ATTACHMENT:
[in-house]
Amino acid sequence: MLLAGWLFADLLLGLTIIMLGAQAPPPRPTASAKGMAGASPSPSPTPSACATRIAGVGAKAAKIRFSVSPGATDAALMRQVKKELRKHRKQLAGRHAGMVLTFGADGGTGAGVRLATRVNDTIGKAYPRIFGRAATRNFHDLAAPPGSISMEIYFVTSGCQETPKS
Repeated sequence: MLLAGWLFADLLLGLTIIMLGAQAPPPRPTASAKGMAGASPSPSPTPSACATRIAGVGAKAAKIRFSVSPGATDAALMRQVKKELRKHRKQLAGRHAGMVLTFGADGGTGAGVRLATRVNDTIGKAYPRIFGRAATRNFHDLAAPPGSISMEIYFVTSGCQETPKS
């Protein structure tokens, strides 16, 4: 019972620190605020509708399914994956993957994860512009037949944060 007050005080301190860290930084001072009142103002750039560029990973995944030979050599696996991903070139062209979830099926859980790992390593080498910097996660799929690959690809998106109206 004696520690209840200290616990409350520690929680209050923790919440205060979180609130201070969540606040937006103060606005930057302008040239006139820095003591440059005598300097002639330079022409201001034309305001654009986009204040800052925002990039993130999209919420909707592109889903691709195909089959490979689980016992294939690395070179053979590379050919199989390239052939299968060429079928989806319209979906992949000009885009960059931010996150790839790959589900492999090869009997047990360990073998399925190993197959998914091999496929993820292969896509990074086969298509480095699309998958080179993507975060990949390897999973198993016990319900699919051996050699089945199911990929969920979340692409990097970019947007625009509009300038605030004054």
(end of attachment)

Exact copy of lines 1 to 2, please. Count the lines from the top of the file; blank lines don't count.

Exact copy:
[in-house]
Amino acid sequence: MLLAGWLFADLLLGLTIIMLGAQAPPPRPTASAKGMAGASPSPSPTPSACATRIAGVGAKAAKIRFSVSPGATDAALMRQVKKELRKHRKQLAGRHAGMVLTFGADGGTGAGVRLATRVNDTIGKAYPRIFGRAATRNFHDLAAPPGSISMEIYFVTSGCQETPKS